By Laura Marshall and Helen Marshall

Image Borrowed from Chelsea's Blog

Image Borrowed from Chelsea’s Blog

Last week on Movable Type we started to develop a classification system for book trailers. One of our main points is that book trailers are still a form in development – people are making this stuff up as the go along. And so are we.

Last week we promised you book trailers and this week, by-gumbo, we will deliver! Starting with the fine art of the Character Trailer.

A Character Trailer takes the viewpoint of the main character often including a voice over that directly addresses the reader/viewer. They tend to take their cue from first person narratives, often stealing dialogue from the first few pages of the book or the back copy. What this does is creates an immediate attachment to the main character and their predicament. It’s easier to connect to a character than it is to descriptive text.

The strength of the Character Trailer comes from the strength of the first person voice:

  • Immediacy
  • Intimacy
  • Automatic identification

Let’s take a look at the book trailer for Room by Emma Donoghue.

OMG! This made us tear up the first time (and every time) we watched it. You instantly become attached to the character and when things take a turn towards the dark you feel genuinely invested in the space of about 30 seconds. This is due to great music, wonderful voice acting, and an excellent use of simple text animation that supports the character. By using animated text alongside the voice over it still feels like a book. In summary, the biggest thing this trailer has is the immediate emotional hook.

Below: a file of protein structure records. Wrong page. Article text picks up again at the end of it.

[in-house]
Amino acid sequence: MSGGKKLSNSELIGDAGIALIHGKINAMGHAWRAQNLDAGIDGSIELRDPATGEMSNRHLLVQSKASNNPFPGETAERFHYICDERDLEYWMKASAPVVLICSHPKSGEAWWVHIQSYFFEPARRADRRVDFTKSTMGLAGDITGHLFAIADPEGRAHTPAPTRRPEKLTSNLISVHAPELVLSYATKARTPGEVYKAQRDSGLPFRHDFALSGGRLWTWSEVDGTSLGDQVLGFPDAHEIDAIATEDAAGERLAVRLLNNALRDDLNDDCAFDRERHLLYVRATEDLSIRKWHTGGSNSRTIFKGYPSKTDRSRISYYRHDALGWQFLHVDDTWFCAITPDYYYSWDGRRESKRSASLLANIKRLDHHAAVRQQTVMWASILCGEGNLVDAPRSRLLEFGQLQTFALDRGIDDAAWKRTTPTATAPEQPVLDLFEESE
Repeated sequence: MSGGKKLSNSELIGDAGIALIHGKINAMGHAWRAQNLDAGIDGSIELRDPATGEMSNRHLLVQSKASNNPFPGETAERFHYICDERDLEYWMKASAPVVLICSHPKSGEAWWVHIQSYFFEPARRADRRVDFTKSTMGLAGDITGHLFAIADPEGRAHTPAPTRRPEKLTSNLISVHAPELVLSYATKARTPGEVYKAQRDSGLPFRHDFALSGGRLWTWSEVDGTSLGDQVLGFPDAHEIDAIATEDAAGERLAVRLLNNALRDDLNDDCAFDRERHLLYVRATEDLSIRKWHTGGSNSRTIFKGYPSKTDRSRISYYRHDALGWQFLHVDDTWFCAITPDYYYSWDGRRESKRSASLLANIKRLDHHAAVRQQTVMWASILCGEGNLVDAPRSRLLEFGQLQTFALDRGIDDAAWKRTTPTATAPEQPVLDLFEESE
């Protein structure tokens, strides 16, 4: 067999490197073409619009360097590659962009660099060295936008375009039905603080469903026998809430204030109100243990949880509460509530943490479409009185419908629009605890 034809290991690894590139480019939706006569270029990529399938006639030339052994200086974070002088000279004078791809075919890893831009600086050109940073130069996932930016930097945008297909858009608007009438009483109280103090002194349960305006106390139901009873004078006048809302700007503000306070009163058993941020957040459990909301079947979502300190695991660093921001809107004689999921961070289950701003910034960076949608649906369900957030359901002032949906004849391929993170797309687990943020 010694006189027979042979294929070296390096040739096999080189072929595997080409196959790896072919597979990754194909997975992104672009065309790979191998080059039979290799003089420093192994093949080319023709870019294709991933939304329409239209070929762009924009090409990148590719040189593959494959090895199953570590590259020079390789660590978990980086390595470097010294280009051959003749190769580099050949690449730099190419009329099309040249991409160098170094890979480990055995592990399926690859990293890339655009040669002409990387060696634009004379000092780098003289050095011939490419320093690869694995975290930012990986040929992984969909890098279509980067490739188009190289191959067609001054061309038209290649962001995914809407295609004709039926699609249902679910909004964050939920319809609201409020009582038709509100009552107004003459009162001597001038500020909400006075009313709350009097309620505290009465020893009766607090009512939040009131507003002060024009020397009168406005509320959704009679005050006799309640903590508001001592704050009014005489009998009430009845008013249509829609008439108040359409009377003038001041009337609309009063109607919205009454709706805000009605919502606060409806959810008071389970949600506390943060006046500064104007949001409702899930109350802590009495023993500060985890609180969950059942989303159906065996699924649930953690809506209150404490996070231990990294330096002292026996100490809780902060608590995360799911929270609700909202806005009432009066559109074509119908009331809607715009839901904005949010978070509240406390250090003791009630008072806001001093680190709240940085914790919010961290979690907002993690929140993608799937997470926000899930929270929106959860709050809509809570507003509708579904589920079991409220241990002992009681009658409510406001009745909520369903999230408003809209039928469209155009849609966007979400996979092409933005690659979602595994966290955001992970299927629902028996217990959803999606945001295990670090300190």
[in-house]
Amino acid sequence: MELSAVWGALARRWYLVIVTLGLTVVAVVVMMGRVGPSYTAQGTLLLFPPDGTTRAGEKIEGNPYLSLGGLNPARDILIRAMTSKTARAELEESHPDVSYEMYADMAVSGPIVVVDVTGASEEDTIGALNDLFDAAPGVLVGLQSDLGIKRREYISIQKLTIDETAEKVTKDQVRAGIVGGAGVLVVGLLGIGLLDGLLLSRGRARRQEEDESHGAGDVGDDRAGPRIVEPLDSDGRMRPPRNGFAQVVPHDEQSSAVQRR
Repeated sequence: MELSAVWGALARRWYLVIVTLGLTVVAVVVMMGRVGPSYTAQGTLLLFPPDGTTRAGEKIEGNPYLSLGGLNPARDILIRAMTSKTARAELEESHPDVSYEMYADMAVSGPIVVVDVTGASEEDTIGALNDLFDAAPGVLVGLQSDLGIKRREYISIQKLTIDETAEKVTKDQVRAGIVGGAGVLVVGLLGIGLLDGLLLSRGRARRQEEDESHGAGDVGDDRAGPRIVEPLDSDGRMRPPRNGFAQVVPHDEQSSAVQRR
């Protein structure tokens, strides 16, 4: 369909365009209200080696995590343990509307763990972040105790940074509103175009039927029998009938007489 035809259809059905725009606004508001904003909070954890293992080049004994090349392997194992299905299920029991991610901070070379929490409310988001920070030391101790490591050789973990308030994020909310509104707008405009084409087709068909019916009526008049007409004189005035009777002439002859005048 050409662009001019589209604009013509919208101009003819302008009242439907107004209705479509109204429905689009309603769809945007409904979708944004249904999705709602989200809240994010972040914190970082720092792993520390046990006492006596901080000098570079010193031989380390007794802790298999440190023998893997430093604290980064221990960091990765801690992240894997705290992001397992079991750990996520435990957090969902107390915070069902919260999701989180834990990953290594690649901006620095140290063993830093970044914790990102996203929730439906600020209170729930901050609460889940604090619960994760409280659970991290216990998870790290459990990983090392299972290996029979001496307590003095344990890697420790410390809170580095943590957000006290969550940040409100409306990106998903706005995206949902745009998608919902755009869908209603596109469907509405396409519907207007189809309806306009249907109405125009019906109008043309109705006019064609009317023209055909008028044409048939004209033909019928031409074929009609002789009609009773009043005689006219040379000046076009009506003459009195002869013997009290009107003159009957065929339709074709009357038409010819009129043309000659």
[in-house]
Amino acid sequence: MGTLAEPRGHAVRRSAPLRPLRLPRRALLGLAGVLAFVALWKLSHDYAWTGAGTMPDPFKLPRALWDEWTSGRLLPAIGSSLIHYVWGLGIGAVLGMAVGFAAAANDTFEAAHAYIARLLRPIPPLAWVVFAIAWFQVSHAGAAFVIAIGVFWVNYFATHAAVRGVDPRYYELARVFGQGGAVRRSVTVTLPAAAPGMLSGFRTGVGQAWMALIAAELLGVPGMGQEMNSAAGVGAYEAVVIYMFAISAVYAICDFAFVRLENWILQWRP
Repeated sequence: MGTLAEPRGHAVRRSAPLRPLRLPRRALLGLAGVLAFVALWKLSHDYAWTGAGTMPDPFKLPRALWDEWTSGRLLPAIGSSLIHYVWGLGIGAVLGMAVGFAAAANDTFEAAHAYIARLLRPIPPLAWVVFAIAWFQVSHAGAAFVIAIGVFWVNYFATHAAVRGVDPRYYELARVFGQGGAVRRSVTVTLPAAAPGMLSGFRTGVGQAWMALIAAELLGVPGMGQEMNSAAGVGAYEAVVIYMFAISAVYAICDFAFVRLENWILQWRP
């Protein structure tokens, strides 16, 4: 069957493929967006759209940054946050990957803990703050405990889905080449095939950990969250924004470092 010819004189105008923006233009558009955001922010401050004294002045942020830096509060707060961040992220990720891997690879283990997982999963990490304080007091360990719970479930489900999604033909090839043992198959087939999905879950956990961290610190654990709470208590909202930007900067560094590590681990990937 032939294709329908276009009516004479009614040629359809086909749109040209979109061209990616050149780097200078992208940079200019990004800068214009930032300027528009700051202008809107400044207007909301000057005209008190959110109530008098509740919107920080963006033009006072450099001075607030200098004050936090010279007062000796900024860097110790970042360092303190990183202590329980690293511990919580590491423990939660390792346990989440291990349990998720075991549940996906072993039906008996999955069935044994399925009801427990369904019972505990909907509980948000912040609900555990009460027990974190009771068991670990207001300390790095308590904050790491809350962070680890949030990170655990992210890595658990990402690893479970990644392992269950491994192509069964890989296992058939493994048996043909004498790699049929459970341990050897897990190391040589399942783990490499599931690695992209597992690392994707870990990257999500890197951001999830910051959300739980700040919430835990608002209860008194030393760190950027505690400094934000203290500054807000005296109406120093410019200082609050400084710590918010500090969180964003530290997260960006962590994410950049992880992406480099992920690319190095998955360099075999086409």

Here’s one that takes the opposite approach by showing everything, and we mean everything! Including the most awkward romantic hair brush you’ve ever seen. (Thanks to Michael Matheson at A Dark and Terrible Beauty for this little gem.)

What works about this trailer is it knows its audience and mimics a style that they understand and love. It feels like a trailer for a Disney movie. It’s high drama, high production values, and tells you exactly what you’re going to get. The danger of this style is it feels like a Disney movie, not a book. Does it show too much?

We think this exchange from the YouTube comments sums up our feelings perfectly.

Here instead of the emotional sucker-punch of Room, we get a comedy. This works entirely on the strength of the voice which grabs you from line one. The action which is high production value is still less interesting than the character himself. This is really important for a book trailer – the writing still has to feel like it will carry its own weight. Too much dramatization can make you feel like you want to watch the movie rather than read the book. (Though the first book John Dies at the End was turned into an awesome looking move. Check out the trailer here.)

Character trailers are one of the most effective styles of book trailers. They draw you in and make you feel invested in the outcome of the story before you’ve even started reading. That’s what a good book trailer should do.

What other character trailers have you found to be effective? Let us know in the comments!

Next up is the synopsis trailer!

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